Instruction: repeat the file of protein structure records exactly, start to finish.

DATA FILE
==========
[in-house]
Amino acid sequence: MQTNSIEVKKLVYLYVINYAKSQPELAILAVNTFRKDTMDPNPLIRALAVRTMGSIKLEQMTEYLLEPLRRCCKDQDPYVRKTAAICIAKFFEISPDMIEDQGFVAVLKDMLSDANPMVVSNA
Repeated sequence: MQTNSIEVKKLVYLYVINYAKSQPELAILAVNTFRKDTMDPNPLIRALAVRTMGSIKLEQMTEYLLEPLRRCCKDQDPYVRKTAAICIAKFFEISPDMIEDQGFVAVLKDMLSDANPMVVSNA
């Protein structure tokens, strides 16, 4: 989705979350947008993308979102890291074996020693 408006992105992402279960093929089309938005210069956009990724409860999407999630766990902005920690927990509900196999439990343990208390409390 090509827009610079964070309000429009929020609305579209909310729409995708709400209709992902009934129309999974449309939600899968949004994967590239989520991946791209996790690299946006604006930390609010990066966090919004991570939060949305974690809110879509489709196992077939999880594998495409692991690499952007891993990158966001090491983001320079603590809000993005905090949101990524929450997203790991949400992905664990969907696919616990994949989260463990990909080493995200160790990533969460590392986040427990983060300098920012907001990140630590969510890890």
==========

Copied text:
[in-house]
Amino acid sequence: MQTNSIEVKKLVYLYVINYAKSQPELAILAVNTFRKDTMDPNPLIRALAVRTMGSIKLEQMTEYLLEPLRRCCKDQDPYVRKTAAICIAKFFEISPDMIEDQGFVAVLKDMLSDANPMVVSNA
Repeated sequence: MQTNSIEVKKLVYLYVINYAKSQPELAILAVNTFRKDTMDPNPLIRALAVRTMGSIKLEQMTEYLLEPLRRCCKDQDPYVRKTAAICIAKFFEISPDMIEDQGFVAVLKDMLSDANPMVVSNA
């Protein structure tokens, strides 16, 4: 989705979350947008993308979102890291074996020693 408006992105992402279960093929089309938005210069956009990724409860999407999630766990902005920690927990509900196999439990343990208390409390 090509827009610079964070309000429009929020609305579209909310729409995708709400209709992902009934129309999974449309939600899968949004994967590239989520991946791209996790690299946006604006930390609010990066966090919004991570939060949305974690809110879509489709196992077939999880594998495409692991690499952007891993990158966001090491983001320079603590809000993005905090949101990524929450997203790991949400992905664990969907696919616990994949989260463990990909080493995200160790990533969460590392986040427990983060300098920012907001990140630590969510890890």